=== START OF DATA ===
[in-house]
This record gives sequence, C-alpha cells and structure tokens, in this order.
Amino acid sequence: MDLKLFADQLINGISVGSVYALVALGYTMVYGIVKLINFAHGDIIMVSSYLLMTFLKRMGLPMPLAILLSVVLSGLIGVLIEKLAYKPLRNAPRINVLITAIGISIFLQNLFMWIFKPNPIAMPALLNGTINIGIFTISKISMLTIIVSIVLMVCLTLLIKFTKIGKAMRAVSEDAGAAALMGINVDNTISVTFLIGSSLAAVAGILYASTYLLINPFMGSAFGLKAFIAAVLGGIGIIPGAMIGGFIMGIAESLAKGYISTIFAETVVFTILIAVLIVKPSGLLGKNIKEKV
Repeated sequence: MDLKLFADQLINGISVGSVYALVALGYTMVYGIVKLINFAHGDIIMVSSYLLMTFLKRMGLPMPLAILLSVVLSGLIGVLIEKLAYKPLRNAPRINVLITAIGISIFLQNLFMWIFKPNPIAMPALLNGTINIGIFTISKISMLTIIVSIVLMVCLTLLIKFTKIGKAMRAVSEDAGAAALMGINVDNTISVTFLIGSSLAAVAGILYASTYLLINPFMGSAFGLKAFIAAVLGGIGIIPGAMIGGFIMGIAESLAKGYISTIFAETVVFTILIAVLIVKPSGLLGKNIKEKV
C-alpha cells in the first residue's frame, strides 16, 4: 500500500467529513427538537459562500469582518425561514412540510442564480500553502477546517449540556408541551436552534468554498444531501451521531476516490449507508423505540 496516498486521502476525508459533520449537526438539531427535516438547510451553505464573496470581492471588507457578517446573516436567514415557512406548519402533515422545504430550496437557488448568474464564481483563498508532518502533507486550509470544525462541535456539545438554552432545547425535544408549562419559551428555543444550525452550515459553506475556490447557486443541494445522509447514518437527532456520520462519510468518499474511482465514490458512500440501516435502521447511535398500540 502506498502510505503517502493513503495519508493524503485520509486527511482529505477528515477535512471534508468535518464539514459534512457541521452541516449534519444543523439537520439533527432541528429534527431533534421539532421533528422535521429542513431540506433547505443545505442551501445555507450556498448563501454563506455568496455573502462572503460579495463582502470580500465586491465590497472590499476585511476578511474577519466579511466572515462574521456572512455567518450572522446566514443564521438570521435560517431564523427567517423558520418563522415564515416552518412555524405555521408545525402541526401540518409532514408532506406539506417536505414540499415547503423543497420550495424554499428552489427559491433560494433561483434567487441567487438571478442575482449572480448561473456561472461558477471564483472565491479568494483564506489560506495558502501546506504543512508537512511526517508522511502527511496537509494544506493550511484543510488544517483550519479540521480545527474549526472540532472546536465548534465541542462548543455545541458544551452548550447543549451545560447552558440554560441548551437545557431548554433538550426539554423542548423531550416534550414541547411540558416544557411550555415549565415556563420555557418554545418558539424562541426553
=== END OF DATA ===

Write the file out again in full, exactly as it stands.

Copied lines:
[in-house]
This record gives sequence, C-alpha cells and structure tokens, in this order.
Amino acid sequence: MDLKLFADQLINGISVGSVYALVALGYTMVYGIVKLINFAHGDIIMVSSYLLMTFLKRMGLPMPLAILLSVVLSGLIGVLIEKLAYKPLRNAPRINVLITAIGISIFLQNLFMWIFKPNPIAMPALLNGTINIGIFTISKISMLTIIVSIVLMVCLTLLIKFTKIGKAMRAVSEDAGAAALMGINVDNTISVTFLIGSSLAAVAGILYASTYLLINPFMGSAFGLKAFIAAVLGGIGIIPGAMIGGFIMGIAESLAKGYISTIFAETVVFTILIAVLIVKPSGLLGKNIKEKV
Repeated sequence: MDLKLFADQLINGISVGSVYALVALGYTMVYGIVKLINFAHGDIIMVSSYLLMTFLKRMGLPMPLAILLSVVLSGLIGVLIEKLAYKPLRNAPRINVLITAIGISIFLQNLFMWIFKPNPIAMPALLNGTINIGIFTISKISMLTIIVSIVLMVCLTLLIKFTKIGKAMRAVSEDAGAAALMGINVDNTISVTFLIGSSLAAVAGILYASTYLLINPFMGSAFGLKAFIAAVLGGIGIIPGAMIGGFIMGIAESLAKGYISTIFAETVVFTILIAVLIVKPSGLLGKNIKEKV
C-alpha cells in the first residue's frame, strides 16, 4: 500500500467529513427538537459562500469582518425561514412540510442564480500553502477546517449540556408541551436552534468554498444531501451521531476516490449507508423505540 496516498486521502476525508459533520449537526438539531427535516438547510451553505464573496470581492471588507457578517446573516436567514415557512406548519402533515422545504430550496437557488448568474464564481483563498508532518502533507486550509470544525462541535456539545438554552432545547425535544408549562419559551428555543444550525452550515459553506475556490447557486443541494445522509447514518437527532456520520462519510468518499474511482465514490458512500440501516435502521447511535398500540 502506498502510505503517502493513503495519508493524503485520509486527511482529505477528515477535512471534508468535518464539514459534512457541521452541516449534519444543523439537520439533527432541528429534527431533534421539532421533528422535521429542513431540506433547505443545505442551501445555507450556498448563501454563506455568496455573502462572503460579495463582502470580500465586491465590497472590499476585511476578511474577519466579511466572515462574521456572512455567518450572522446566514443564521438570521435560517431564523427567517423558520418563522415564515416552518412555524405555521408545525402541526401540518409532514408532506406539506417536505414540499415547503423543497420550495424554499428552489427559491433560494433561483434567487441567487438571478442575482449572480448561473456561472461558477471564483472565491479568494483564506489560506495558502501546506504543512508537512511526517508522511502527511496537509494544506493550511484543510488544517483550519479540521480545527474549526472540532472546536465548534465541542462548543455545541458544551452548550447543549451545560447552558440554560441548551437545557431548554433538550426539554423542548423531550416534550414541547411540558416544557411550555415549565415556563420555557418554545418558539424562541426553